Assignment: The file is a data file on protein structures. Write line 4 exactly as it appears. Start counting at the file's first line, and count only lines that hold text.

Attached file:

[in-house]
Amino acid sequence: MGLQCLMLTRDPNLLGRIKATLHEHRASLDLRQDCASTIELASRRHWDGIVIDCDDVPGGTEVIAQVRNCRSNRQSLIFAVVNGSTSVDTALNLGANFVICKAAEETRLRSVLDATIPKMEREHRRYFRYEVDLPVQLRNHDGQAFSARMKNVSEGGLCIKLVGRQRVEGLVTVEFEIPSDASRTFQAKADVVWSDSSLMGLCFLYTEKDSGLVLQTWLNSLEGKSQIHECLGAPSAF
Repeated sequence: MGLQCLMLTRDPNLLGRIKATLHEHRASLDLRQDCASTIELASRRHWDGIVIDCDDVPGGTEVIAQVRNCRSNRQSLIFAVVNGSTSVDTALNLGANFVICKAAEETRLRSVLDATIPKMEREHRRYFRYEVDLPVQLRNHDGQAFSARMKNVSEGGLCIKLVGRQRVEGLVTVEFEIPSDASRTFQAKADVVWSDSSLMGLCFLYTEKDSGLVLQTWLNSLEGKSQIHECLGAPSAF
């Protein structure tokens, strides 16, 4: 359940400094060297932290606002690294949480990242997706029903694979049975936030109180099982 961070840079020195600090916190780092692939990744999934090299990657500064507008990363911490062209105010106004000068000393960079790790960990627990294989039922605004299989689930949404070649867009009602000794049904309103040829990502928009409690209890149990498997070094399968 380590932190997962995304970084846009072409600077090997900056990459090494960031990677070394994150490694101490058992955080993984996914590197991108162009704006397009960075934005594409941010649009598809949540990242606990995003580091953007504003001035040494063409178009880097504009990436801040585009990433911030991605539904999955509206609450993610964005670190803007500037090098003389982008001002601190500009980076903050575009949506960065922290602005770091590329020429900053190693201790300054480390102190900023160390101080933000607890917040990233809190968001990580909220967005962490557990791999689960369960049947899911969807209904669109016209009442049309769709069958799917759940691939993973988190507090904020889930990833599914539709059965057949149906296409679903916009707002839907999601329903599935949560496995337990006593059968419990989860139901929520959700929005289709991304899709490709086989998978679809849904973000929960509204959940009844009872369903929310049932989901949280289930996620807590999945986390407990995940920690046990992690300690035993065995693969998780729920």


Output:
């Protein structure tokens, strides 16, 4: 359940400094060297932290606002690294949480990242997706029903694979049975936030109180099982 961070840079020195600090916190780092692939990744999934090299990657500064507008990363911490062209105010106004000068000393960079790790960990627990294989039922605004299989689930949404070649867009009602000794049904309103040829990502928009409690209890149990498997070094399968 380590932190997962995304970084846009072409600077090997900056990459090494960031990677070394994150490694101490058992955080993984996914590197991108162009704006397009960075934005594409941010649009598809949540990242606990995003580091953007504003001035040494063409178009880097504009990436801040585009990433911030991605539904999955509206609450993610964005670190803007500037090098003389982008001002601190500009980076903050575009949506960065922290602005770091590329020429900053190693201790300054480390102190900023160390101080933000607890917040990233809190968001990580909220967005962490557990791999689960369960049947899911969807209904669109016209009442049309769709069958799917759940691939993973988190507090904020889930990833599914539709059965057949149906296409679903916009707002839907999601329903599935949560496995337990006593059968419990989860139901929520959700929005289709991304899709490709086989998978679809849904973000929960509204959940009844009872369903929310049932989901949280289930996620807590999945986390407990995940920690046990992690300690035993065995693969998780729920």